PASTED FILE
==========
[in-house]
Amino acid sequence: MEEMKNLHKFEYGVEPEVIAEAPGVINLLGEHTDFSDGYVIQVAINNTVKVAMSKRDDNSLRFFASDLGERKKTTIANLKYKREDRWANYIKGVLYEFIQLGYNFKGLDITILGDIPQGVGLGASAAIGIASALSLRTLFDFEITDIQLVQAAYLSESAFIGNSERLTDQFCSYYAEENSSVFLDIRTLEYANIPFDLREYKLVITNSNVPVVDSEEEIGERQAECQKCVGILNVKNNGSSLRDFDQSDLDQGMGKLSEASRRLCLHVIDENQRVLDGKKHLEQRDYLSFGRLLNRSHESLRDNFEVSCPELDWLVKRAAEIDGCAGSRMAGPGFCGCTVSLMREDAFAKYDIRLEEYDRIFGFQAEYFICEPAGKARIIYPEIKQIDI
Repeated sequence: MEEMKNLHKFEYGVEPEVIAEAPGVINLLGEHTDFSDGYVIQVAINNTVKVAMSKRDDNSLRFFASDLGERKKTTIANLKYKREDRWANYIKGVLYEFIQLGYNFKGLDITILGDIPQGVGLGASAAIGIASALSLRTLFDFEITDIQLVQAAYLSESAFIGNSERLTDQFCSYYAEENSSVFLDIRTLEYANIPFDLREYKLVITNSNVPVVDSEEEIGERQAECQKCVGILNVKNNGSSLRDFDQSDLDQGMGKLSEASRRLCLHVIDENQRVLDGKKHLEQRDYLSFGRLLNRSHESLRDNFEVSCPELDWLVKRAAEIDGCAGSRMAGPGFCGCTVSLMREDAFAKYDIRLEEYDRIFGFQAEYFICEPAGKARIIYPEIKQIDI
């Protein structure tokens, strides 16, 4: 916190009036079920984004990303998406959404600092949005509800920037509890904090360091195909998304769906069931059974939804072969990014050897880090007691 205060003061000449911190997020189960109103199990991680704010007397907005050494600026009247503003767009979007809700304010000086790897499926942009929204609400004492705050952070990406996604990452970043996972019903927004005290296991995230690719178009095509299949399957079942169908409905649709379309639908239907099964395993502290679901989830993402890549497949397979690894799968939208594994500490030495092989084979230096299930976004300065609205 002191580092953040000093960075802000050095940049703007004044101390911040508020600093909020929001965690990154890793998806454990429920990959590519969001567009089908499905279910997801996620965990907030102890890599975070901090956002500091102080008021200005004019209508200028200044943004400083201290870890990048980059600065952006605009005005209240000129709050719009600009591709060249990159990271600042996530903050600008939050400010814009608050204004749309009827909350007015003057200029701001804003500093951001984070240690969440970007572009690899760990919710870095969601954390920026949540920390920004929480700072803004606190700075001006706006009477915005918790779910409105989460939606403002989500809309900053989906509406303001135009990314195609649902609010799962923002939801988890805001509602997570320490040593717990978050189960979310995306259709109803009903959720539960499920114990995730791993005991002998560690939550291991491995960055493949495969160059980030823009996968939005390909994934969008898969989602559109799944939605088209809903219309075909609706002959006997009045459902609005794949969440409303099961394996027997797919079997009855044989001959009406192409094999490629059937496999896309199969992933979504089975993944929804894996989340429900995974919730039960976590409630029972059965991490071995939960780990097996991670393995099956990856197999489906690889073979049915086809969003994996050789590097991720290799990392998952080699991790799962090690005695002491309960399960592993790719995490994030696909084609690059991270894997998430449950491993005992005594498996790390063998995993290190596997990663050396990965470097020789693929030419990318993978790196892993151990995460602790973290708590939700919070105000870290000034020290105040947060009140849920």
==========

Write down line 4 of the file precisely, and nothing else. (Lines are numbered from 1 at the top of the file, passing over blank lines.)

């Protein structure tokens, strides 16, 4: 916190009036079920984004990303998406959404600092949005509800920037509890904090360091195909998304769906069931059974939804072969990014050897880090007691 205060003061000449911190997020189960109103199990991680704010007397907005050494600026009247503003767009979007809700304010000086790897499926942009929204609400004492705050952070990406996604990452970043996972019903927004005290296991995230690719178009095509299949399957079942169908409905649709379309639908239907099964395993502290679901989830993402890549497949397979690894799968939208594994500490030495092989084979230096299930976004300065609205 002191580092953040000093960075802000050095940049703007004044101390911040508020600093909020929001965690990154890793998806454990429920990959590519969001567009089908499905279910997801996620965990907030102890890599975070901090956002500091102080008021200005004019209508200028200044943004400083201290870890990048980059600065952006605009005005209240000129709050719009600009591709060249990159990271600042996530903050600008939050400010814009608050204004749309009827909350007015003057200029701001804003500093951001984070240690969440970007572009690899760990919710870095969601954390920026949540920390920004929480700072803004606190700075001006706006009477915005918790779910409105989460939606403002989500809309900053989906509406303001135009990314195609649902609010799962923002939801988890805001509602997570320490040593717990978050189960979310995306259709109803009903959720539960499920114990995730791993005991002998560690939550291991491995960055493949495969160059980030823009996968939005390909994934969008898969989602559109799944939605088209809903219309075909609706002959006997009045459902609005794949969440409303099961394996027997797919079997009855044989001959009406192409094999490629059937496999896309199969992933979504089975993944929804894996989340429900995974919730039960976590409630029972059965991490071995939960780990097996991670393995099956990856197999489906690889073979049915086809969003994996050789590097991720290799990392998952080699991790799962090690005695002491309960399960592993790719995490994030696909084609690059991270894997998430449950491993005992005594498996790390063998995993290190596997990663050396990965470097020789693929030419990318993978790196892993151990995460602790973290708590939700919070105000870290000034020290105040947060009140849920």